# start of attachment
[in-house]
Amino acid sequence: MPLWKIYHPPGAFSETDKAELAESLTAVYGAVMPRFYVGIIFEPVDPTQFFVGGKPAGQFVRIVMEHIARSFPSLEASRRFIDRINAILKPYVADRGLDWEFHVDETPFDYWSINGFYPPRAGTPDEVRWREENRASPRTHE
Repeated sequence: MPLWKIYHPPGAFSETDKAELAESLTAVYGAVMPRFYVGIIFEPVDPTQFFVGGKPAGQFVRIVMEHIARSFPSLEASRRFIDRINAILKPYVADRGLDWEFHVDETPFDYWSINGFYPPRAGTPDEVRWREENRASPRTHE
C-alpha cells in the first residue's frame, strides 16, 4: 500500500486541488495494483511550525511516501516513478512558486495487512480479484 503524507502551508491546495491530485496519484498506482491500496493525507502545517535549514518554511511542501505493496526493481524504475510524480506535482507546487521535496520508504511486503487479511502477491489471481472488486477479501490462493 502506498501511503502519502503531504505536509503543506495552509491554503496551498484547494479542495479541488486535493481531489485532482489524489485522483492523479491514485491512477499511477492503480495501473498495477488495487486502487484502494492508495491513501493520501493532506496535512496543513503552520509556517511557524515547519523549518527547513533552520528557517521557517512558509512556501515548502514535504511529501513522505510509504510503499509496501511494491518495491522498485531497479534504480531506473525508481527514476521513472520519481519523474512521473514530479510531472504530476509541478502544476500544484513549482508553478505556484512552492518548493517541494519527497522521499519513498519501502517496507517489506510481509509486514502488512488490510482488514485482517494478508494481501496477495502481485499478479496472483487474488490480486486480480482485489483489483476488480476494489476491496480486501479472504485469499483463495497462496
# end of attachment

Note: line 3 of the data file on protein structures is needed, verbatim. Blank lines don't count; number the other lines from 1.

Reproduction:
Repeated sequence: MPLWKIYHPPGAFSETDKAELAESLTAVYGAVMPRFYVGIIFEPVDPTQFFVGGKPAGQFVRIVMEHIARSFPSLEASRRFIDRINAILKPYVADRGLDWEFHVDETPFDYWSINGFYPPRAGTPDEVRWREENRASPRTHE